C0499. HERMANN ABENDROTH Cond. Berliner Rundfunkorchester: Symphony #7 in E (Bruckner), Live Performance, 19 Feb., 1956; Pathétique Symphony #6 in b (Tschaikowsky), Live Performance, 28 Nov., 1950; Abendroth Cond. Leipziger Rundfunks S.O.: Suite #3 – Theme and Variations (Tchaikowsky), recorded 20 March, 1951. (France) 2-Tahra TAH 604/05. - 3504129060411
"...[Abendroth] was a bright star in the constellation of German musicians. His recordings are less rare than little known, especially in the West. Though most are late, they are all in the old manner and warrant attention from anyone with an interest in musical traditions."
- David Radcliffe, AMERICAN RECORD GUIDE, Jan./Feb., 1996
"Perhaps not a household name except to followers of exceptional, tradition-oriented conductors, Hermann Abendroth was born in Frankfurt am Main in 1883, the year of Wagner 's death, and he studied in Munich, where one of his teachers was Felix Mottl, the legendary conductor and former pupil of Anton Bruckner. His artistic life centered around Cologne and Leipzig. After being conductor of the Cologne Gurzenich Orchestra from 1915 to 1934, he spent eleven years as conductor of the Leipzig Gewandhaus Orchestra. He also directed the Cologne Conservatory and had a hand in forming the College of Music. His conducting was marked by his unpretentious objectivity, and this attitude corresponded with the way he pursued his career - straightforwardly and always thinking far ahead. He was an artist with roots to his home and his institution. Just months after World War II he was appointed musical director in Weimar, where he felt at home up to the time of his death in 1956. In 1949 he had also assumed the direction of the Leipzig Radio Symphony, and four years later of the Berlin Radio Symphony Orchestra. What all of his interpretations share is the sense of architecture and dramatic structure which always places the parts of a movement in the larger context. For Hermann Abendroth, interpreting meant performing a work to the best of one's knowledge, not distorting it whatever the cost with a reading of one's own."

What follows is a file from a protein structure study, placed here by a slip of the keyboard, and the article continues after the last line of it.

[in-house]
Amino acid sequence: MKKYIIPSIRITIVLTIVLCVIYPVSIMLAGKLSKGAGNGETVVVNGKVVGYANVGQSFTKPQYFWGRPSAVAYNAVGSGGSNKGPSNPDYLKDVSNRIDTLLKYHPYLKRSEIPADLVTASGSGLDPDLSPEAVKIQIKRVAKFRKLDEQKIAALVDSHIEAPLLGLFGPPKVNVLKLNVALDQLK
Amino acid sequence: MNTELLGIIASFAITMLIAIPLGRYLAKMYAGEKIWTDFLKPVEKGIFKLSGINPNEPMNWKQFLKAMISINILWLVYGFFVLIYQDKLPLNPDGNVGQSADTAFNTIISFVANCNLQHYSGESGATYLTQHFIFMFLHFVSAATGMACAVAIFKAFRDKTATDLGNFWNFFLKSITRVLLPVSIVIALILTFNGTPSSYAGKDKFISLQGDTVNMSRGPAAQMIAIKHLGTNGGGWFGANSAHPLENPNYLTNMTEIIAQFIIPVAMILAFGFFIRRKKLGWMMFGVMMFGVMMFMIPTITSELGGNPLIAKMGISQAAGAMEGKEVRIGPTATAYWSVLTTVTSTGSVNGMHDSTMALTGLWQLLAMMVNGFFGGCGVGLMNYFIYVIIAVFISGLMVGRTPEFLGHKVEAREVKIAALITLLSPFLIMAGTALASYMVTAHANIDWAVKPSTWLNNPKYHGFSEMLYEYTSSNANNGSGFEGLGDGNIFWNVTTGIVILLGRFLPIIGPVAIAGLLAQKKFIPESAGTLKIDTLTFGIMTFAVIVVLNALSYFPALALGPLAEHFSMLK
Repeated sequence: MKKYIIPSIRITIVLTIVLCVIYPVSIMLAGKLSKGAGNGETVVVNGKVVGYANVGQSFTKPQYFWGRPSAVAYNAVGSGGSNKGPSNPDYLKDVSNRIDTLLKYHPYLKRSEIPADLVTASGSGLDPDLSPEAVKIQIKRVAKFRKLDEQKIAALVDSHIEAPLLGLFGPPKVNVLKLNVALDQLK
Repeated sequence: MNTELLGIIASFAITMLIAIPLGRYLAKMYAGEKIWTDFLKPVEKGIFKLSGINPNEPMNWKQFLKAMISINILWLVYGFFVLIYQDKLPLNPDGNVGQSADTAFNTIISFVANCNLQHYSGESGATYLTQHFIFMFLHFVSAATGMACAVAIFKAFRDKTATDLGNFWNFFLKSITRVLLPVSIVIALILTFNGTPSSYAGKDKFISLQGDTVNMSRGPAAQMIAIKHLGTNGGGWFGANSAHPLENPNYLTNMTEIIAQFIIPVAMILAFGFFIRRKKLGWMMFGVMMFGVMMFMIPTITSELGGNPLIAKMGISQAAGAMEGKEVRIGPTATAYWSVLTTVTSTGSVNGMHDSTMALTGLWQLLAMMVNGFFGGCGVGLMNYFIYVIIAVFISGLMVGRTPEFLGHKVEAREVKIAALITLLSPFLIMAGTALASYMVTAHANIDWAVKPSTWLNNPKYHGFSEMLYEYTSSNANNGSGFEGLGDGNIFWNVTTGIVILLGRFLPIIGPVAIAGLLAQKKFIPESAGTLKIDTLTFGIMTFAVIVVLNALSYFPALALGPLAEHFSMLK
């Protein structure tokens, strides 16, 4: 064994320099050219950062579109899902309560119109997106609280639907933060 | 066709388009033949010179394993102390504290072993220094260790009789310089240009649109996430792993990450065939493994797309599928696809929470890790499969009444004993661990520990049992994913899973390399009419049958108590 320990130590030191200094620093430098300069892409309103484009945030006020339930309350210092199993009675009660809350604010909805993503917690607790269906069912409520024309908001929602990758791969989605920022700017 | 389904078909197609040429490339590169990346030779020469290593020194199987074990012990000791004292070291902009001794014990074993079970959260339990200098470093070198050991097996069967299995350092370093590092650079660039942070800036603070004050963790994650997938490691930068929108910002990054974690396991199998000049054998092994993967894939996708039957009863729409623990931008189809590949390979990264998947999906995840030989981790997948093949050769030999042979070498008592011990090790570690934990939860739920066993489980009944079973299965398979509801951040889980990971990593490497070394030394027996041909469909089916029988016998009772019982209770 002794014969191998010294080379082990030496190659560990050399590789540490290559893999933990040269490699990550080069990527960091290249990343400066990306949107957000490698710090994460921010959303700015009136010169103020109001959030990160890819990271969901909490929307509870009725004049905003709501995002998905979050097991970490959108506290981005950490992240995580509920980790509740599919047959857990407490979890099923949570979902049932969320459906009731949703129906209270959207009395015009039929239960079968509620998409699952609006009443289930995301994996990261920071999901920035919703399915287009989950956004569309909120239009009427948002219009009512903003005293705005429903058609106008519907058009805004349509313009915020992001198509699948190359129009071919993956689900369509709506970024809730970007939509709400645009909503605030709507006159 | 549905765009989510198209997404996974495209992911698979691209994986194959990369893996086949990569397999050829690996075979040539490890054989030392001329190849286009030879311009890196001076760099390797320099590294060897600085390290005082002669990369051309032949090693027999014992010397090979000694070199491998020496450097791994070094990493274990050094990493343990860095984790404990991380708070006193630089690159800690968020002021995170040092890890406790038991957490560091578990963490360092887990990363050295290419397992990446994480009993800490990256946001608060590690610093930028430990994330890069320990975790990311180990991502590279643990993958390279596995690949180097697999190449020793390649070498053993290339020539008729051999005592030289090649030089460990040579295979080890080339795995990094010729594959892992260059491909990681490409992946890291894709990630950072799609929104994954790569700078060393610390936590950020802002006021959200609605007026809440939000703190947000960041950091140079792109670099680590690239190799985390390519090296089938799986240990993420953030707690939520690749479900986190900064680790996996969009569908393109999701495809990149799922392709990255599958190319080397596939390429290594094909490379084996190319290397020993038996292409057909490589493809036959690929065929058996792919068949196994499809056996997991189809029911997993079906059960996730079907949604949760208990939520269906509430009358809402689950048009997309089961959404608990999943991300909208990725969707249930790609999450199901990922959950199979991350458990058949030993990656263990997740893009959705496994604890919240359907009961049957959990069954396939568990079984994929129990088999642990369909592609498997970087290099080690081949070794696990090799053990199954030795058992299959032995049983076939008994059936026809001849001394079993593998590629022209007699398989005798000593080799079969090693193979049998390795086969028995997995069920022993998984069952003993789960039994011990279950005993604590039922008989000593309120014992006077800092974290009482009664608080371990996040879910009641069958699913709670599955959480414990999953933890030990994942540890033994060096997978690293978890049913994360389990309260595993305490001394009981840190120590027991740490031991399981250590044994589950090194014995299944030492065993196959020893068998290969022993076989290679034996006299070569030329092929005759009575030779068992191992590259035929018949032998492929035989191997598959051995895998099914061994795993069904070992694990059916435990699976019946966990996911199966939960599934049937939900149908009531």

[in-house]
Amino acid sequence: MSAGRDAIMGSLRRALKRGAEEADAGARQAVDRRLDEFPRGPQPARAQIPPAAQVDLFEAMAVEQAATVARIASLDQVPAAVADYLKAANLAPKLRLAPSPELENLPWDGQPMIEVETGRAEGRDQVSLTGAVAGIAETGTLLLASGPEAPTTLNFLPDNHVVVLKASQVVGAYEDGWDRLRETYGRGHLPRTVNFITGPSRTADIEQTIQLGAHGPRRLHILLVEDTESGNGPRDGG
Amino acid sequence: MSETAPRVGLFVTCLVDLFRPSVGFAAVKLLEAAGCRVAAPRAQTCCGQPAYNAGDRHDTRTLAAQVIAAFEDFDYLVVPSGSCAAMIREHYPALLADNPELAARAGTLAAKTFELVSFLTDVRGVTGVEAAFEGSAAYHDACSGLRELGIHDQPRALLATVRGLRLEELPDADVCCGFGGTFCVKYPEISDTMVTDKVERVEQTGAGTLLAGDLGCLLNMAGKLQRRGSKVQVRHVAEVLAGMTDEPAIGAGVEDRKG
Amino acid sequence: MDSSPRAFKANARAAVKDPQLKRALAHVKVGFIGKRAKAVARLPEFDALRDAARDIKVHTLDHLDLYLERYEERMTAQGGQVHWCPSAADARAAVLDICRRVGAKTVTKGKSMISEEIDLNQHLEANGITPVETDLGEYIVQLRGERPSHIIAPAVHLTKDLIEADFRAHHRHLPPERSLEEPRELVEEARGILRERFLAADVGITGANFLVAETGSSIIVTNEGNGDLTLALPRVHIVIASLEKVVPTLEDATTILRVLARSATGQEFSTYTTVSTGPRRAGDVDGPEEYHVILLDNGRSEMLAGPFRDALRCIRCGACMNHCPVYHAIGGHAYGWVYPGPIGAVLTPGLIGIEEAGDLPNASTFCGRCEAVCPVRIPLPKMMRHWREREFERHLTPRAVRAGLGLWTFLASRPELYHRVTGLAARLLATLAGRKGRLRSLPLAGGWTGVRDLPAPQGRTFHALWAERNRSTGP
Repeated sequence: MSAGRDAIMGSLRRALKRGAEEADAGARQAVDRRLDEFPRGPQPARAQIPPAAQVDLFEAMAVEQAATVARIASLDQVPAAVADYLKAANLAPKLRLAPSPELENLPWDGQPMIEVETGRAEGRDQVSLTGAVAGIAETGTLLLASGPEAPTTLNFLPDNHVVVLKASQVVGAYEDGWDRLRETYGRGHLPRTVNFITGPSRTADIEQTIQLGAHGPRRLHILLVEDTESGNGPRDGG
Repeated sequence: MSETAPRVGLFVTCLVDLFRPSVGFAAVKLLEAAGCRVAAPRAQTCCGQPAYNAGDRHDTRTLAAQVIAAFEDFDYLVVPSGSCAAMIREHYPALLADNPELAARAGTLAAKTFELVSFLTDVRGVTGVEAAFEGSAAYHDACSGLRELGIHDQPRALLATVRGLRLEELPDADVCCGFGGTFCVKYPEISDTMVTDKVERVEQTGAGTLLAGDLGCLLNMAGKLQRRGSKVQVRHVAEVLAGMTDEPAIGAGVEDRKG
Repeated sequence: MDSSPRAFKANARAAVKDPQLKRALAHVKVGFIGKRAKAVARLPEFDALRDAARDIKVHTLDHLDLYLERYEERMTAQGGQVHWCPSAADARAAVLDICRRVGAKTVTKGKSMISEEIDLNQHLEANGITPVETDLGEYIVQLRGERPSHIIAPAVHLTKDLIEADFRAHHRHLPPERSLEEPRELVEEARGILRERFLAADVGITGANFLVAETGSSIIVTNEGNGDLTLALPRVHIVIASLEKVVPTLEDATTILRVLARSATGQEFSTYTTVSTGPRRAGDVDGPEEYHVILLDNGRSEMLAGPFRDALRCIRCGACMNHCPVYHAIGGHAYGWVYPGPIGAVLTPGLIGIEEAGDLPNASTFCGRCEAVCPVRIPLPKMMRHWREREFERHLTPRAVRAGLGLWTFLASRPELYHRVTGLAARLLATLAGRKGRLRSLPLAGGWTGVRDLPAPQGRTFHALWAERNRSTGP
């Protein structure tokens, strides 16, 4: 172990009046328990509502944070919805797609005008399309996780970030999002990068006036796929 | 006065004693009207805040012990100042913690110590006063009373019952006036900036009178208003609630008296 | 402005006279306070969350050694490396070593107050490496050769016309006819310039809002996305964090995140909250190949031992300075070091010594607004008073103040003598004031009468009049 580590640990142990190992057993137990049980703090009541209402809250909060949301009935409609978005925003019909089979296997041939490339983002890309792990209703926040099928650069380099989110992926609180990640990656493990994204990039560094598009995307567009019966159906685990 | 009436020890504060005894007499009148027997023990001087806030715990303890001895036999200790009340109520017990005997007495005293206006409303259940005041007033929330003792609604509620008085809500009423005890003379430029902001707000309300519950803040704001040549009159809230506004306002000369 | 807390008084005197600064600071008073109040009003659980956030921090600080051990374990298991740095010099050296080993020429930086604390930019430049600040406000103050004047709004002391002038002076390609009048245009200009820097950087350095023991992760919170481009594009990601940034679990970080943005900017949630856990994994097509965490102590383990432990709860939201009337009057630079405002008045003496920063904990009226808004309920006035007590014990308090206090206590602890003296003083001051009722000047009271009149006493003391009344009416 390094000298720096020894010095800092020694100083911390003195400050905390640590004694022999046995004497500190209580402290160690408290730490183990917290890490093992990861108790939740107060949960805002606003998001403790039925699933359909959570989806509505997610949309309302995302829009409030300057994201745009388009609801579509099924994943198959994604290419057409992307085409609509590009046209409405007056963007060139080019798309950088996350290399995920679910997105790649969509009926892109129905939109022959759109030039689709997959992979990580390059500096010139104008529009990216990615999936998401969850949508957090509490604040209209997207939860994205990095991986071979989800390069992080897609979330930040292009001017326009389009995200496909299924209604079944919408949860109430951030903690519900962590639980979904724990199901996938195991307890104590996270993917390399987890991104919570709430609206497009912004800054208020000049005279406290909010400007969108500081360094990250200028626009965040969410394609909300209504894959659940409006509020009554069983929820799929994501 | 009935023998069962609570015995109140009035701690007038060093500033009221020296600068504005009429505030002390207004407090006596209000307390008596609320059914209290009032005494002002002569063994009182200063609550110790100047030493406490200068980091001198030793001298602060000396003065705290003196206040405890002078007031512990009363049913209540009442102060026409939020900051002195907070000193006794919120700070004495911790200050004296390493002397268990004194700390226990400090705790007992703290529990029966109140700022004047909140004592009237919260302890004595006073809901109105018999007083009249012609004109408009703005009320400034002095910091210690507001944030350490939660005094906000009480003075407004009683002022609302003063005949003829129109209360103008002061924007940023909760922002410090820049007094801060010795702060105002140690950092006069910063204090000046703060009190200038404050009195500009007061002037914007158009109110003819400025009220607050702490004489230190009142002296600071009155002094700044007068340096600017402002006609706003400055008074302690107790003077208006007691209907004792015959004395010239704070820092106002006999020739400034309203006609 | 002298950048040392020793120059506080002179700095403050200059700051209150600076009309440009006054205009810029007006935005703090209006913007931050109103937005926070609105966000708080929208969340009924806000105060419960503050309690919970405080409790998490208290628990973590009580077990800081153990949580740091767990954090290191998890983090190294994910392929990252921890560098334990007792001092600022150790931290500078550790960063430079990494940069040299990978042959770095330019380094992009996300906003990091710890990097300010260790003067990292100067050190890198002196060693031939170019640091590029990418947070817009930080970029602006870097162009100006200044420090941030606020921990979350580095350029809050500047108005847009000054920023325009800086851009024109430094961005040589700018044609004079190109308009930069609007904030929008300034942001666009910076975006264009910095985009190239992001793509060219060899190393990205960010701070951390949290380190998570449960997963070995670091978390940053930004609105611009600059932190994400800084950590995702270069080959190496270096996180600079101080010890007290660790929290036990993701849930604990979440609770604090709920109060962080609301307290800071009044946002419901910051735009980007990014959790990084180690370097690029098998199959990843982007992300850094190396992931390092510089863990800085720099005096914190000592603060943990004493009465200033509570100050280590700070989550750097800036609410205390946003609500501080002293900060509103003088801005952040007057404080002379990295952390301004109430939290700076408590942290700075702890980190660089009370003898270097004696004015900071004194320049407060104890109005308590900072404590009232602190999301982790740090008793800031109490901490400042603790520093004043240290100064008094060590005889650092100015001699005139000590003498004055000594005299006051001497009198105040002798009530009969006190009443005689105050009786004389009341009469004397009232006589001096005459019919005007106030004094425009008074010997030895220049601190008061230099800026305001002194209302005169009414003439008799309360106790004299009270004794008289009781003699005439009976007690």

- Zillah D. Akron
"Tahra is a tiny classical music record company based in rural France. It's run by Myriam Scherchen, daughter of Hermann Scherchen, who co-ran the music label Tahra, which released officially authorized historical recordings of conductors such as Scherchen, Furtwängler, Mengelberg and others, generally drawn from primary recorded sources. Tahra ceased business after the death of the co-principal of the label, René Trémine. And despite its small size, the label has won some of the classical music industry's most prestigious awards, outgunning many of the big multinational conglomerates that dominate classical music today. Tahra's records are historical recordings, often taken from 78s or tapes of decades-old radio broadcasts."
- Julian Crandall Hollick, NPR Music, 28 Aug., 2005